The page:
Lunchtime Gossip

By Jamie Neben

I recently joined a female friend for lunch, and during our conversation she casually observed how nice it was that we were both single.  Otherwise, getting together wouldn’t have been possible. Her statement confused me because I didn’t understand why an innocent meal between friends would suddenly be off limits if one of us was unavailable.  She informed me that, as Christians, we are not to put ourselves in situations that could lead to rumors and gossip. Essentially, that means any person in a committed relationship is not to be alone with someone of the opposite sex. No lunch dates, no business meetings, not even elevator rides, unless other people are present in each case.   She further noted that following this rule also prevents the onset of temptation and weakness.

Although I was raised in the church, I was not aware of the particular spiritual policy my friend was feeding me. After we said our goodbyes and parted ways, I found myself wanting to dig deeper into this topic. More specifically, I wanted to find Biblical scripture that supports it. After all, I know of many passages that admonish us not to gossip. But how can we avoid being gossiped about? Eventually, I found the likely source in Ephesians 5:3:

“Since you are God’s people, it is not right that any matters of sexual immorality or indecency or greed should even be mentioned among you.”

While I don’t believe the scripture specifically forbids men and women that are “spoken for” to meet alone, I wholeheartedly agree that some common sense parameters ought to be in place.  First, I hold my views with the assumption that the relationship is decidedly platonic. If romantic feelings exist on either side, the situation becomes potentially dangerous and should be avoided. Also, pre-planned events should be fully disclosed to significant others and then only go forward with their approval. To keep a secret is to plant the seed of a lie that could grow into a bigger betrayal than the act itself.  Finally, for the purposes of my argument, all activities are understood to occur in public settings such as restaurants and offices, and during reasonable hours.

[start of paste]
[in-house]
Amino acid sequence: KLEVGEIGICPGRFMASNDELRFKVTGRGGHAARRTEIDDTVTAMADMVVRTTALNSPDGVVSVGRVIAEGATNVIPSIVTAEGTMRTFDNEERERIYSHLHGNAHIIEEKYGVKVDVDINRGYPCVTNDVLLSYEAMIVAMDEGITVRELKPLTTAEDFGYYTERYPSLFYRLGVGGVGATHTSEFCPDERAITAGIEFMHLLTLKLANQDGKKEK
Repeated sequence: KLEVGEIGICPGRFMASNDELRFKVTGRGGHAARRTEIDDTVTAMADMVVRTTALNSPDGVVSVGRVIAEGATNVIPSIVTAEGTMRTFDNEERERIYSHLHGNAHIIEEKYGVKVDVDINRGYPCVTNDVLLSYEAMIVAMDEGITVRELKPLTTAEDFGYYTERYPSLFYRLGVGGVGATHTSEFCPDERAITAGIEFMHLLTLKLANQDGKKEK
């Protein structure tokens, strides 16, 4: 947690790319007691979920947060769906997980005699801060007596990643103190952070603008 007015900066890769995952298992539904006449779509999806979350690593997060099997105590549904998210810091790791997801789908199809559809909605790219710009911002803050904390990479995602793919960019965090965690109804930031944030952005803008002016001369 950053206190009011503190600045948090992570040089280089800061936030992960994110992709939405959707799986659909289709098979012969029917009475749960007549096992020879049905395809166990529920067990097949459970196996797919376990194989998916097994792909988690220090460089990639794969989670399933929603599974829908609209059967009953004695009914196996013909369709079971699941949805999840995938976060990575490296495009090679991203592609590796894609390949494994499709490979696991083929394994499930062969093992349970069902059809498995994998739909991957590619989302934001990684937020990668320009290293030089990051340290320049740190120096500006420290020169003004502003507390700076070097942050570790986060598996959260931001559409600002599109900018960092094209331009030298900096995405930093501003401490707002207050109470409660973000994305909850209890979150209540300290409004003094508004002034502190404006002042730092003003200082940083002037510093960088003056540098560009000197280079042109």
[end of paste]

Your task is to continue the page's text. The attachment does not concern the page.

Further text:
Before we circle back to the Bible verse, we better talk about temptation. For the good, honest men and women who are not prone to cheating, and are in happy relationships, the risk of suddenly becoming weak is presumably minimal. After all, we’re talking about the company of friends and co-workers. Not strangers.  Do people change the very minute they commit to someone? A lifelong friend one day automatically becomes a conquest the next? I suppose it could happen on rare occasions but, on the other hand, what about trust? If partners can’t trust each other, or themselves, there are far greater issues needing to be addressed. I am especially perplexed by why a mature Christian would run away from the mere possibility of temptation. Confronting temptation is not the same thing as embracing it, and we would be wise to remember the difference. Moreover, one would think that our spiritual strength could help us keep our carnal urges under control (at least long enough to have lunch).

So, how can we ensure that something harmless isn’t mistaken for a secret rendezvous (or, in other words, a matter of sexuality immorality or indecency)?  Simply put, it’s damn near impossible to prevent, at least altogether.  Loose lips always look for exercise, and truth is often unimportant.  Some random acquaintance might jump to the wrong conclusion but I refuse to give them the power of determining my social interactions.  If we even attempt to adhere to such high standards, where do we draw the line?   For instance, what happens with family members?  A father cannot spend time with his daughter, nor can brothers and sisters be alone, if they’re not all single?  What if we’re with a gay friend?  Except in the smallest of towns, how would anybody know better?  Short of making public announcements every place we go, I’m not sure how to completely shut down the rumor mill.

In closing, common sense should dictate whether we’re in violation of the scripture.  I don’t feel that we need to place undue restrictions on ourselves based on what is a broad interpretation of the verse.  If we behave in a way that still honors our commitments, I think we’ve fulfilled our spiritual obligations.

We are all human beings and we should connect with each other whenever we have the opportunity.  We shouldn’t use gender as an excuse to interfere with the connection.